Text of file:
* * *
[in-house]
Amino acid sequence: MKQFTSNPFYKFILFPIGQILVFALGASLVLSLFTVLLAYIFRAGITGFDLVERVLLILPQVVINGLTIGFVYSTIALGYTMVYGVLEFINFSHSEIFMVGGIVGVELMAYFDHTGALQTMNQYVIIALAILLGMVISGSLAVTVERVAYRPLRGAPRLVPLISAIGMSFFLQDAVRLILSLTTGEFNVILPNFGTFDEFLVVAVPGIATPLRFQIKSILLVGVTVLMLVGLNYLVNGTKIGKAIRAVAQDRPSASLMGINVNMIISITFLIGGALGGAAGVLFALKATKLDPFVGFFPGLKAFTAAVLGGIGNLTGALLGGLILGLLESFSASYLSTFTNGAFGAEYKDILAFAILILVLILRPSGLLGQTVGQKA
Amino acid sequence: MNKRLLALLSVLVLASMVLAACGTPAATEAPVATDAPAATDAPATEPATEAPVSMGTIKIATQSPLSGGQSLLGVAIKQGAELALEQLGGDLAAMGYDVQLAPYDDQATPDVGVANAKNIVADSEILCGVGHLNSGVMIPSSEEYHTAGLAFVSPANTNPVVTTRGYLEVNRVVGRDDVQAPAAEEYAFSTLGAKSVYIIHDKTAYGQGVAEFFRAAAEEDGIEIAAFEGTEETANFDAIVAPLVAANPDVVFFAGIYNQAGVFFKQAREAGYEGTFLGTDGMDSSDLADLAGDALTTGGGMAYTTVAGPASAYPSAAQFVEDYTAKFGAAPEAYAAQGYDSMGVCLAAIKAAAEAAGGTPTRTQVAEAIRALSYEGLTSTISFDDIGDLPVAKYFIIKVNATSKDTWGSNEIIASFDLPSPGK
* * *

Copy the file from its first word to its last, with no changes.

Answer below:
[in-house]
Amino acid sequence: MKQFTSNPFYKFILFPIGQILVFALGASLVLSLFTVLLAYIFRAGITGFDLVERVLLILPQVVINGLTIGFVYSTIALGYTMVYGVLEFINFSHSEIFMVGGIVGVELMAYFDHTGALQTMNQYVIIALAILLGMVISGSLAVTVERVAYRPLRGAPRLVPLISAIGMSFFLQDAVRLILSLTTGEFNVILPNFGTFDEFLVVAVPGIATPLRFQIKSILLVGVTVLMLVGLNYLVNGTKIGKAIRAVAQDRPSASLMGINVNMIISITFLIGGALGGAAGVLFALKATKLDPFVGFFPGLKAFTAAVLGGIGNLTGALLGGLILGLLESFSASYLSTFTNGAFGAEYKDILAFAILILVLILRPSGLLGQTVGQKA
Amino acid sequence: MNKRLLALLSVLVLASMVLAACGTPAATEAPVATDAPAATDAPATEPATEAPVSMGTIKIATQSPLSGGQSLLGVAIKQGAELALEQLGGDLAAMGYDVQLAPYDDQATPDVGVANAKNIVADSEILCGVGHLNSGVMIPSSEEYHTAGLAFVSPANTNPVVTTRGYLEVNRVVGRDDVQAPAAEEYAFSTLGAKSVYIIHDKTAYGQGVAEFFRAAAEEDGIEIAAFEGTEETANFDAIVAPLVAANPDVVFFAGIYNQAGVFFKQAREAGYEGTFLGTDGMDSSDLADLAGDALTTGGGMAYTTVAGPASAYPSAAQFVEDYTAKFGAAPEAYAAQGYDSMGVCLAAIKAAAEAAGGTPTRTQVAEAIRALSYEGLTSTISFDDIGDLPVAKYFIIKVNATSKDTWGSNEIIASFDLPSPGK